I hope to bring awareness to my sport and the amazing talents within it through my return to competition, and I hope to succeed as an athlete and an artist.
I can’t wait to go on this journey with my fans.
In September 2012, Johnny represented the United States as a Goodwill Sporting Ambassador to Japan on behalf of Secretary of State Hillary Rodham Clinton, in support of her view that “gay rights are human rights,” according to State Magazine. The U.S. Consulate in Fukuoka, Japan, invited Johnny and three-time Japan champion Miki Ando to conduct an ice-skating clinic for more than 100 young skaters, and to meet with local LGBT youth and leaders.
One participant said, “It was like a dream to get to talk to Johnny Weir, and it was the first time I ever spoke about LGBT issues with a mixed audience.”
Johnny’s home state of Pennsylvania honored him in February 2013 with Philadelphia’s first-ever annual “Johnny Weir WinterPride Award,” which reads in part:
Johnny Weir has led a commanding athletic and artistic career on ice. … Johnny also lends his voice and prominence to a range of philanthropic and charitable organizations… and is an advocate for many more worthy endeavors and causes. … [W]ith this Tribute, [we] commend him for his standing as a national role model and for the pride that he embodies.
In May 2013, the Delaware Valley Legacy Fund selected Johnny to receive its National Hero Award for 2013, describing him as “a passionate force in the community, raising awareness and educating the public about a multitude of gay issues.” Two months later, the DVLF partnered with Johnny and his husband, Victor, to establish the Johnny and Victor Weir-Voronov Scholarship Fund to provide scholarships for LGBT self-identified students.
Most recently, Johnny was honored as one of the members of the inaugural class of inductees to the newly founded National Gay & Lesbian Sports Hall of Fame in Chicago. Along with his fellow inductees — among them tennis legends Billie Jean King and Martina Navratilova, Olympic diving champion Greg Louganis, NFL stars Brendon Ayanbadejo and Chris Kluwe, NBA player Jason Collins, and sports organizations including Outsports.com and the Chicago Cubs — Johnny was recognized at the August 2013 induction ceremony for his “achievements and efforts [that] have enhanced sports and athletics for the LGBT community,” according to the Hall of Fame’s mission statement.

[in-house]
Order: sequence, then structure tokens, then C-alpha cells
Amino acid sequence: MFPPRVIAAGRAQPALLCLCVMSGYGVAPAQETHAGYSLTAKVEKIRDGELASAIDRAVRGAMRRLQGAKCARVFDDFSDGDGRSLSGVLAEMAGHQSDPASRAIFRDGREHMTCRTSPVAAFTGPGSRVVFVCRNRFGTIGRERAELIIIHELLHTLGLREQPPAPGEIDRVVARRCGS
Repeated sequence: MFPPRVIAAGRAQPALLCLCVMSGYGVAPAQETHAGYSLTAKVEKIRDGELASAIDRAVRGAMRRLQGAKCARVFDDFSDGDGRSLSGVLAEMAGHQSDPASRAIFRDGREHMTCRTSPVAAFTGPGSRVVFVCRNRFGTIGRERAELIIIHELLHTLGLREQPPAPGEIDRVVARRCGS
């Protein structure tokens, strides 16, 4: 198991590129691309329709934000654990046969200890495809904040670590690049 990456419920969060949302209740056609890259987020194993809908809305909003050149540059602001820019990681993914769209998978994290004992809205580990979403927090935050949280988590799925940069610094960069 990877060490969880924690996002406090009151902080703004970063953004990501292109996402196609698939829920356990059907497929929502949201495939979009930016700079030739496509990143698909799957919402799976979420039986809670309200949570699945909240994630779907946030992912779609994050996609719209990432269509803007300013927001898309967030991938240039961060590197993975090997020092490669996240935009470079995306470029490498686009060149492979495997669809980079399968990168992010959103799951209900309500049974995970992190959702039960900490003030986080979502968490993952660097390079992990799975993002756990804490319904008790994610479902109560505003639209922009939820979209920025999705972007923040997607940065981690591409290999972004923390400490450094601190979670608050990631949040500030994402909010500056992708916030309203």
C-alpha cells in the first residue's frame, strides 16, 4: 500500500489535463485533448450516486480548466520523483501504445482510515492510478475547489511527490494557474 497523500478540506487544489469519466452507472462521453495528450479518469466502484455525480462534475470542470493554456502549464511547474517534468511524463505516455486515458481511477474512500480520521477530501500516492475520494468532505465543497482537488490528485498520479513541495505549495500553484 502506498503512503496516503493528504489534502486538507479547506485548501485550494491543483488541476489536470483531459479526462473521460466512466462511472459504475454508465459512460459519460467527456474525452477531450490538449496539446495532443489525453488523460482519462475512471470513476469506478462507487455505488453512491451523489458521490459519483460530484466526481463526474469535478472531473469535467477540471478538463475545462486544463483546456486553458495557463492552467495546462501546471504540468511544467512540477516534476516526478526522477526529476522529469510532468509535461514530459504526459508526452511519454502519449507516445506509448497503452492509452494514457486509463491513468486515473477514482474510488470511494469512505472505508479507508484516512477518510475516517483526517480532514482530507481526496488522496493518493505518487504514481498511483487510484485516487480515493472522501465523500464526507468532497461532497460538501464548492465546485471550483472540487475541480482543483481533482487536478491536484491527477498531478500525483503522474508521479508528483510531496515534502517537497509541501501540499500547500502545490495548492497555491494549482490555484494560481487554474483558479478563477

On October 23, 2013, Johnny announced his retirement from competitive skating in an appearance on NBC’s Today show, and was welcomed to the NBC broadcasting family in his new role as an expert figure skating analyst for the network’s figure skating coverage, including the upcoming Olympic Games in Sochi, Russia.
Johnny issued his retirement statement through his weekly column in the Falls Church New-Press. He wrote of his 17-year journey on the ice:
I will continue to skate and perform as long as my body will allow me and … I pass my presence in the competitive ranks on to some genius upstart, the youth that keeps the Olympics and sports alive. While I am not old, part of being a champion is knowing when your time is up. …
Seventeen years have passed since I first set foot on the ice. I have fallen thousands of times, rotated millions of rotations, and been called everything from a “national treasure” to “a disgrace.” … I’ve won and lost and through it all I have never lost sight of who I am or what I want from this world — which I believe to be the greatest achievement in my young life. …
I started this story 17 years ago on a frozen cornfield and while my story is far from over, this chapter is. I will never stop searching for my spot in the stars, I will never forget the places I’ve been or the people I’ve met. I will never forget where I’ve come from. It will be a long time until I wake up in the morning not imagining that I’m late for practice, and in addition to never forgetting the sheer magic of giving my heart and soul to the world, I will never forget the smell of the air, the glint of the sun on the slippery surface, or the feelings I had 17 years ago on that cornfield.
Thank you for the memories.